As far as "civilized behavior," I think it's interesting that the United States is the only developed country in the world that still has the death penalty, but it's, as I noted, becoming a regional thing. The states of our union that most resemble Muslim theocracies keep the death penalty around, because they need to satisfy their bloodlust, I suppose.

  3. Rereading your comment...again, it's amazing to me that someone could in anyway interpret my post as "feeling sorry" for the killer. It's too absurd to even respond to, really.

  4. I realize that liberals have to compete to be the most intelligent and most compassionate person in every room they enter but there is no need to feel that I missed your point. I just had one of my own to make. This is a fundamental difference between liberals and conservatives.... Conservatives understand where liberals are coming from. Liberals believe that anyone who disagrees with them is somehow an idiot.
    Speaking of educating ourselves, How can say that your own neighbors and friends are filled with "bloodlust"? Maybe the long biased list of "stuff you read" is contributing to your inability to appreciate the beliefs of many of your fellow citizens.

  5. If you didn't miss the point, then how did you justify arguing that I had "sympathy" for the killer? That's called a strawman argument, and it's usually used when people are unwilling or unable to address an argument on its own merits.

    This is actually not about compassion at all. This is about respecting international law. And no, many conservatives have NO IDEA where liberals are coming from -- if you rely on Sean Hannity, Rush Limbaugh, or Bill O to tell you what liberals think, then you're clueless. Likewise, many liberals have no idea where conservatives are coming from, but THIS liberal makes a point of reading all sides of issues.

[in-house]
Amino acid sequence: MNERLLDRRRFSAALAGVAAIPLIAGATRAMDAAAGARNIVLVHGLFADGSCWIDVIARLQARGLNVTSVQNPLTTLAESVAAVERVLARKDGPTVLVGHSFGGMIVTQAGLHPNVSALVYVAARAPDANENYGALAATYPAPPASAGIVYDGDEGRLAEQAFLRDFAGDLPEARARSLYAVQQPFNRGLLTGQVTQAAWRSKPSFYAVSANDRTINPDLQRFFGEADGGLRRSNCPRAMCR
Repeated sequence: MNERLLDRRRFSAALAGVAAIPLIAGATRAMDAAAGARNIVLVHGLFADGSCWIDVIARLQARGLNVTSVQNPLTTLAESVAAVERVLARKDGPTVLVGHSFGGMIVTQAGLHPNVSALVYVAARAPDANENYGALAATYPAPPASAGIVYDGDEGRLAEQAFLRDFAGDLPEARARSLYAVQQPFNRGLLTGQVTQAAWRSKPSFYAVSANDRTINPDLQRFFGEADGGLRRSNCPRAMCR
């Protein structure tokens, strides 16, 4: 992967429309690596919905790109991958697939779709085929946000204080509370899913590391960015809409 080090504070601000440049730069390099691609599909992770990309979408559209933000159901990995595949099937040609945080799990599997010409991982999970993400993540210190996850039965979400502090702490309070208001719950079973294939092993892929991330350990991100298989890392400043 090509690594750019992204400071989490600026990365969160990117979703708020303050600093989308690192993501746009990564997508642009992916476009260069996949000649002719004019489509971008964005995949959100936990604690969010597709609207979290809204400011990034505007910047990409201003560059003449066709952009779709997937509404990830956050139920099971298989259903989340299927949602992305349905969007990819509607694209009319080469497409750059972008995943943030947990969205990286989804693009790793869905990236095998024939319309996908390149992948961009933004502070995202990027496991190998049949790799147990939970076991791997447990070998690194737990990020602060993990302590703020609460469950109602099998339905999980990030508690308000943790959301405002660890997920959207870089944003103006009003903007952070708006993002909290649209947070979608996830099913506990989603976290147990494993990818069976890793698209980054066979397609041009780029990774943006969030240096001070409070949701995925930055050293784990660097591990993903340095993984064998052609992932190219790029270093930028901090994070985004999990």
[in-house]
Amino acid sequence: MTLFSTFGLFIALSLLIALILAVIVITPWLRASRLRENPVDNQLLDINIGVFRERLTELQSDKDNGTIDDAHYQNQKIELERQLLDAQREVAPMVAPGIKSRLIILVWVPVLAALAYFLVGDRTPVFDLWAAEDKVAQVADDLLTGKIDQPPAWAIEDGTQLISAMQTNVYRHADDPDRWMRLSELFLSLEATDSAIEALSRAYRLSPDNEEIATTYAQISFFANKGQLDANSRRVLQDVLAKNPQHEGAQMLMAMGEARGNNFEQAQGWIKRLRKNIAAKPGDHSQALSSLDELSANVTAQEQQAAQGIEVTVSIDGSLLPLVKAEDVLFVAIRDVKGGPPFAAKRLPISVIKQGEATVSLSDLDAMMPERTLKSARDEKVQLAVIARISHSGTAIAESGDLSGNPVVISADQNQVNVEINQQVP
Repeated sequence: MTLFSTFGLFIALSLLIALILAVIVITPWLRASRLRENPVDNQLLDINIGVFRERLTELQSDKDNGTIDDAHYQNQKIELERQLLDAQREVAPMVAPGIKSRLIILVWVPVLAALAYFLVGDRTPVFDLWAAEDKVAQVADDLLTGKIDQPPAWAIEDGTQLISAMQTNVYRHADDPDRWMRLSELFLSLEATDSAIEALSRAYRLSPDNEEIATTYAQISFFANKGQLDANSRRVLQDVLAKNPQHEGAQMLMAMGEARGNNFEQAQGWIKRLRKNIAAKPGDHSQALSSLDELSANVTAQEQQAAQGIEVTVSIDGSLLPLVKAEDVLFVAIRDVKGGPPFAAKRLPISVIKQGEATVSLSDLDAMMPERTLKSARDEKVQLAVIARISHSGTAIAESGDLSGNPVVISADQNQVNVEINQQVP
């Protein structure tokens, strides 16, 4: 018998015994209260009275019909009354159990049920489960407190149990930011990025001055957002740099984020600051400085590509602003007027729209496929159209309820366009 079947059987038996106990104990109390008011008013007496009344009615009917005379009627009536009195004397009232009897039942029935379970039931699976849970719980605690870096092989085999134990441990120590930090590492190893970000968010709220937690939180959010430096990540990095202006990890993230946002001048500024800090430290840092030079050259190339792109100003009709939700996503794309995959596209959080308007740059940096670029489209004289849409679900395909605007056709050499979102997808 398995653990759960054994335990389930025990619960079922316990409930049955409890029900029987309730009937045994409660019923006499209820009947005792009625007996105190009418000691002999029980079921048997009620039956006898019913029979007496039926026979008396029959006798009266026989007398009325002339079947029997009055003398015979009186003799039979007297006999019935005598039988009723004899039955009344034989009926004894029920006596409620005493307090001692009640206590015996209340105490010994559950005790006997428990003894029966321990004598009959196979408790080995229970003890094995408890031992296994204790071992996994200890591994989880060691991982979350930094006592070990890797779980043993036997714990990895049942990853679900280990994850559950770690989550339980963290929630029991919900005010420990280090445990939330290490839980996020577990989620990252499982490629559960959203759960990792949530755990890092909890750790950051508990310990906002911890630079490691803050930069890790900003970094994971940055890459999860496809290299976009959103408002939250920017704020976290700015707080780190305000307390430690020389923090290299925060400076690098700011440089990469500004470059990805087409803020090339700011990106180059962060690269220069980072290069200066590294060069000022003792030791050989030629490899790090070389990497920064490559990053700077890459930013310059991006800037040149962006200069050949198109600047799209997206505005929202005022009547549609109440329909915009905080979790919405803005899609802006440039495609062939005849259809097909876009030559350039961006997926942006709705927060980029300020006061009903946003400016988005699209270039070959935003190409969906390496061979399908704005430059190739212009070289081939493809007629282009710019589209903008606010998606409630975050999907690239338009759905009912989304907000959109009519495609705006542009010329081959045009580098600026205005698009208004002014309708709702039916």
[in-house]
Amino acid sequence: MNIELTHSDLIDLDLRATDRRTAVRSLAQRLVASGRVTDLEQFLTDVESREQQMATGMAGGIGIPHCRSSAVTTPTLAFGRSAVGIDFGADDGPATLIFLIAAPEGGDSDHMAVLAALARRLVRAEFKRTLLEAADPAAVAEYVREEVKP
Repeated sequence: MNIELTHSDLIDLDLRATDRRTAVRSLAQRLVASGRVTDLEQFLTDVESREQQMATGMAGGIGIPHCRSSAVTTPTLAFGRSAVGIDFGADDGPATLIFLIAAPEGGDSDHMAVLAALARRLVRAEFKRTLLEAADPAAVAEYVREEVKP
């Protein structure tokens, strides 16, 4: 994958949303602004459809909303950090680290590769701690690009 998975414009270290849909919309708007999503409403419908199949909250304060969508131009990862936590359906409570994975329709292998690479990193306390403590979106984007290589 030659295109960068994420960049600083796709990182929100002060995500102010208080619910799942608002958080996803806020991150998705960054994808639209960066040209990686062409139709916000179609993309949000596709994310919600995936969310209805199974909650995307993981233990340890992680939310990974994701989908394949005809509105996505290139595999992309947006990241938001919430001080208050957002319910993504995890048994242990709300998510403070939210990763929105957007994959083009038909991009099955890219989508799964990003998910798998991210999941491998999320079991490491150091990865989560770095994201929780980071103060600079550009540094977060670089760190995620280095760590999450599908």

So...back to the original point: Do you believe that the US has an obligation to live up to international law that we've already signed on to? Or do you believe the US is so special that we're above the law? Consider what your reaction would be if it were another nation failing to give due process to an American citizen.

    My bloodlust comment came from the fact that you immediately threw up the strawman argument, trying to deflect attention from the actual point, and went immediately to "BUT IT'S A KILLER BAD BAD BAD KILL IT BACK!"

    Which is, at heart, just a desire for revenge, a desire to do the same thing to the perpetrator that he did to someone else.

    Also bear in mind that my opposition to the death penalty is entirely separate from my support for the US following the law in situations like this.

    Oh, and why are we commenting anonymously?

  6. Oh ...and are you really committed to reading conservative sites/papers/editorials? Where are the non-liberal extremist blogs on your list?

  7. Did you really just use the phrase "liberal extremist"?

    Funny. Because, you know, the things liberals support are actually supported by, oh, a solid majority of Americans, for the most part.

    Anyway, though. Want to know how committed I am to reading the other side? The Corner @ National Review Online is in my blogroll.

    Yes, I read the verbal vomit of the K-Load (Jonah and Kathryn together), Victor Davis Hanson, Maggie Gallagher, Mark Steyn, and all those other buffoons, and I read them on a regular basis. I also read Clown Hall, and before he got sent away, I read Bill Kristol's column in the Times...he went a whole year without getting a fact right, and it was impressive, by God!

    Let's see, what else do I read...Well, Putz over at Instapundit, that's always fun...how that man is tenured is beyond me, but then again, it's a 4th tier law school in the South, so whatever. Fun watching he and Dr. Mrs. Putz "Go Galt," considering the fact that his salary is funded by taxpayers...

    More? I have more.

    For nutcase crazy anti-gay crap, I read the best nutter of all, Pastor Swank, the second best nutter, Peter LaBarbera (and his boyfriend Matt Barber)...

    Oh, and those people are not blogrolled on the side because I blogroll people who I RECOMMEND, not people I monitor and mock as needed.

  8. Edit: the Corner @ National Review is in my Google Reader, not my blogroll. There's all sorts of fun in my Google Reader.